In all the fracas, anti-Islamist Muslims such as I, caught in the squeeze, are easily silenced. Just as Maher left anti-Islamist Muslims out of the dialogue, so, too, the Muslim students at Rutgers sought to exclude me. It was far more important to them to suffocate and shame me than to advocate in behalf of vulnerable fellow Muslims. In struggling to silence me, they revealed themselves as — at the very least — Islamist-sympathizers.

Their tactics – organized disruption, attacks meant to ridicule my appearance as un-Islamic and delegitimize my personal and ethnic identity — are strategies to evade engagement on the fundamental question of why Islamism is not Islam. This is how Islamism works, and this is how it is at work on the beleaguered American campus.

Concerns about the contraction of public space and free speech on American campuses are rising, whether those who are marginalized are Christians, as Princeton scholar Robert George recently discussed, or liberal secularists, or figures of controversy such as Ayaan Hirsi Ali, who provoked such outrage among Brandeis students and faculty that the university cancelled plans to award her an honorary degree. For Muslims who dare to step into the debates central to Islam today, the space for reasoned discourse is shrinking. We face derision and worse if we discuss jihadist ideologies and acts, Islamists’ war on secularism (such as the attack on polio programs in Pakistan or girls’ education in Nigeria), or the totalitarian ambitions of Islamists as revealed in the Arab Spring or in mere academic debate on American campuses.

Hillel director Andrew Getraer informed me that Rutgers was known for its “militant climate” and that the students who had disrupted my talk were Muslim members of SJP (Students for the Justice of Palestine). SJP has a track record of abusive and combative — even violent — public disruptions such as the one I experienced. SJP is an on-campus branch of the national Muslim Students Association. Its actions seem to warrant its identification as a radical student group. Trying to understand what happened, I corresponded with former federal prosecutor Andy McCarthy. “Who were these students?” I asked him. He wrote:

The Muslim Student Association (MSA) was the foundation of the Brotherhood’s infrastructure in the U.S. in the 1960s. MSA now has about 600 chapters in the U.S. and Canada. Heavy-duty indoctrination programs groom students for Muslim Brotherhood membership. Several top terrorists got their start as leaders of U.S. MSA chapters. MSA considers itself the same organization as the Islamic Society of North America, even though ISNA started about 20 years later. (ISNA, of course, is the Brotherhood’s main umbrella organization in the U.S. and was proved in a 2007–08 trial to have played a big role in financing Hamas.)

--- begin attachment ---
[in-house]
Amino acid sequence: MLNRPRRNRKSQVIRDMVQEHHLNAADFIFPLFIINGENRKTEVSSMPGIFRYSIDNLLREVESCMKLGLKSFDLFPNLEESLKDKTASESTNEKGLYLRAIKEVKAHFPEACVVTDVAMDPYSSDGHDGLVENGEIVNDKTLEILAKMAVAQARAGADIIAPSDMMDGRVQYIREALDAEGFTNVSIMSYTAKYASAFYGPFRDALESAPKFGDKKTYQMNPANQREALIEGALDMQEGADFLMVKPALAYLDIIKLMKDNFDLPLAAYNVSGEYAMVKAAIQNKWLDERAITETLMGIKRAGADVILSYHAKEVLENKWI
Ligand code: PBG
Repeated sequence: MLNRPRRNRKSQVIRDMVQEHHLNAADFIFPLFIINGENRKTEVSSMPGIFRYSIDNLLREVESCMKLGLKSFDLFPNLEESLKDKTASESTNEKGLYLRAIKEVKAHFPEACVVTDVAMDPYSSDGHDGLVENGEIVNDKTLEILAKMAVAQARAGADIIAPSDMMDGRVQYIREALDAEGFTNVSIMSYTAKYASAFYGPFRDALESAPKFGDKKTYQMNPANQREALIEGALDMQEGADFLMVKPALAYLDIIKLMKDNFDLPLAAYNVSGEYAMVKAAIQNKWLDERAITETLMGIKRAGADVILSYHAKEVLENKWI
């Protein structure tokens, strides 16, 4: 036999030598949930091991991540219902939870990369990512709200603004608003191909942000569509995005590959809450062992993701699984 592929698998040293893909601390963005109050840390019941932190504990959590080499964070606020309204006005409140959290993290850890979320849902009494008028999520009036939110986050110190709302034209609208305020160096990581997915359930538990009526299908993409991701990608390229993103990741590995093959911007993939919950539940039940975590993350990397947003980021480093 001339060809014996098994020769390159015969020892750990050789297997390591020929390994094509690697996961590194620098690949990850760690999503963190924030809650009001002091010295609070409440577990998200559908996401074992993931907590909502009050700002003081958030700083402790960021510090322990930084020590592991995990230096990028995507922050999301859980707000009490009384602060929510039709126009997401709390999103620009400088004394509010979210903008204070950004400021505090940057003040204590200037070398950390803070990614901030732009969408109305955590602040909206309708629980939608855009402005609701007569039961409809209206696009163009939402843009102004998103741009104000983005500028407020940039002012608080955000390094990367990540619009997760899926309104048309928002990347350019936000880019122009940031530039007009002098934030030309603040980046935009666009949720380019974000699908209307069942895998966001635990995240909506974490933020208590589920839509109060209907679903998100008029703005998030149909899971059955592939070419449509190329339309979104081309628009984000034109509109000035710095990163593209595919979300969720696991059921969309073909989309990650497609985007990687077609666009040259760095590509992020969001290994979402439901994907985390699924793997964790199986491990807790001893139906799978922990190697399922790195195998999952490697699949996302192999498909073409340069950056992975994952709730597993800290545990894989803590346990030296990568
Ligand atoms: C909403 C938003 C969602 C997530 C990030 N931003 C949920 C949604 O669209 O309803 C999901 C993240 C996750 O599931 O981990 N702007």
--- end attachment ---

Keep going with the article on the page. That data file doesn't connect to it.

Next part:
His final remark captured my own unease: “I wish they were just students, but there is much more to it.”

Driving home late that night, I felt alone. Mine was the only vehicle on the road. In the steady rain, it was hard to see too far ahead — much like being an anti-Islamist Muslim, which is lonely work that leads me to I know not where. As my desolation deepened, the words of the Prophet Hillel surfaced: “If I am not for myself, who is for me? And when I am for myself, what am I? And if not now, when?”

And I knew, despite my distress, that I was compelled, through commitment to my conscience, to confront Islamism. I was reminded of what the Prophet Mohammed urged each Muslim to do: expose injustice. I knew the words well:

Whoever sees a wrong and is able to put it right with his hand, let him do so; if he can’t, then with his tongue; if he can’t, then in his heart, and that is the bare minimum of faith.

Soothing myself, I knew in my core that in exposing Islamism, I was doing just that. Consoled at last, in the company of prophets, into the dark, I drove on.

— Qanta Ahmed, M.D., is 2014 Ford Foundation public-voices fellow with the OpEd Project, a member of the board of directors of Women’s Voices Now, and the author of In the Land of Invisible Women, an account of her experiences as a physician in Saudi Arabia. You can follow her on Twitter @MissDiagnosis.